Stool culture is very effective in detecting C. difficile. Unfortunately, non-toxigenic strains will also grow, requiring strains to be tested for toxin production.
The greatest disadvantage to culture is the length of time that is needed before results are available, which may be up to four days. However, antibiotic sensitivity testing following culture is useful for strain-typing that would provide necessary epidemiological information during nosocomial outbreaks.
Colonies of C. difficile will appear white, flat, and spreading on blood agar (see top image on the right). Cycloserin-cefoxitin-fructose agar (CCFA) is a selective media that is used for isolation of C. difficile. There is however, no distinction between pathogenic and commensal strains, which all produce yellow colonies with a characteristic "ground glass" appearance, as shown in the bottom image on the right. The characteristic odor of "horse manure" aids in identification of C. difficile. Stool samples are directly inoculated onto CCFA and incubated in an anaerobic atmosphere at 37°C for 48 hours.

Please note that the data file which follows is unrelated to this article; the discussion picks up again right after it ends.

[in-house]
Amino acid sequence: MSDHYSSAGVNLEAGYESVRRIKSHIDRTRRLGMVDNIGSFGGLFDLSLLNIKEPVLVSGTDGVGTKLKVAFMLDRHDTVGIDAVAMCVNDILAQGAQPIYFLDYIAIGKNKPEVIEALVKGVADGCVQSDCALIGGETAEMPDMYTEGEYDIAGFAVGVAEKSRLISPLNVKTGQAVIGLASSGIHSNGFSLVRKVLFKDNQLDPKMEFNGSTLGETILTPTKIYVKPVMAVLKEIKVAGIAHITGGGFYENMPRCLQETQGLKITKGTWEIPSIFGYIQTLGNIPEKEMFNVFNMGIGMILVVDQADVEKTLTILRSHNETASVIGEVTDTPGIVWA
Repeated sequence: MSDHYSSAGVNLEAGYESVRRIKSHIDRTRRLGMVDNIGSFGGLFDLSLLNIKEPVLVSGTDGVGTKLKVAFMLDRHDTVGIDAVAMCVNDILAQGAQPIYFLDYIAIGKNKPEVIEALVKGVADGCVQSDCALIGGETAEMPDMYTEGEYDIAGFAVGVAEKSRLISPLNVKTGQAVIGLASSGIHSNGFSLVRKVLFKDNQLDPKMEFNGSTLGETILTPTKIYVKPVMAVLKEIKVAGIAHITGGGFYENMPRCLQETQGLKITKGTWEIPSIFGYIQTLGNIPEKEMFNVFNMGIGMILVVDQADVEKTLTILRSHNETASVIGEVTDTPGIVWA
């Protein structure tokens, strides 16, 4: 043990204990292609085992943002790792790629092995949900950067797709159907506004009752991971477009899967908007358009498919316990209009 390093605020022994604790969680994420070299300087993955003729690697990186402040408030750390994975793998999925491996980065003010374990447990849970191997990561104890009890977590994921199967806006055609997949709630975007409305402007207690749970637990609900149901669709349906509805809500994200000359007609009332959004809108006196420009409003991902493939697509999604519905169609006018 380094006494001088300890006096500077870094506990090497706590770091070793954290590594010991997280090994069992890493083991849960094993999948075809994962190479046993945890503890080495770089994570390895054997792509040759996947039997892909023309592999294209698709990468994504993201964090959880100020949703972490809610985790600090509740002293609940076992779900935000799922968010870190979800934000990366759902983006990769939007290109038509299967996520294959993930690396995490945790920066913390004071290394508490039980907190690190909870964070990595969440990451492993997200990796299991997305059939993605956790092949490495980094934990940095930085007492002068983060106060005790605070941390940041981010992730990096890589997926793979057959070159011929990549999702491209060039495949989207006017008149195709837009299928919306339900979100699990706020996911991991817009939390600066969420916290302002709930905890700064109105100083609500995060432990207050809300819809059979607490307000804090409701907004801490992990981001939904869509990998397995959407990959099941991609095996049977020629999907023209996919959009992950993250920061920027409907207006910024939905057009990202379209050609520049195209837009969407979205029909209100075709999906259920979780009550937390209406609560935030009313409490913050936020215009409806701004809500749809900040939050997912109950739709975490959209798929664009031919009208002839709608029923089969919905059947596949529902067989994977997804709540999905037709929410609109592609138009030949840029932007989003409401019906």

Large gram-positive bacilli with spores will be observed on a Gram stain of a typical colony, as shown below.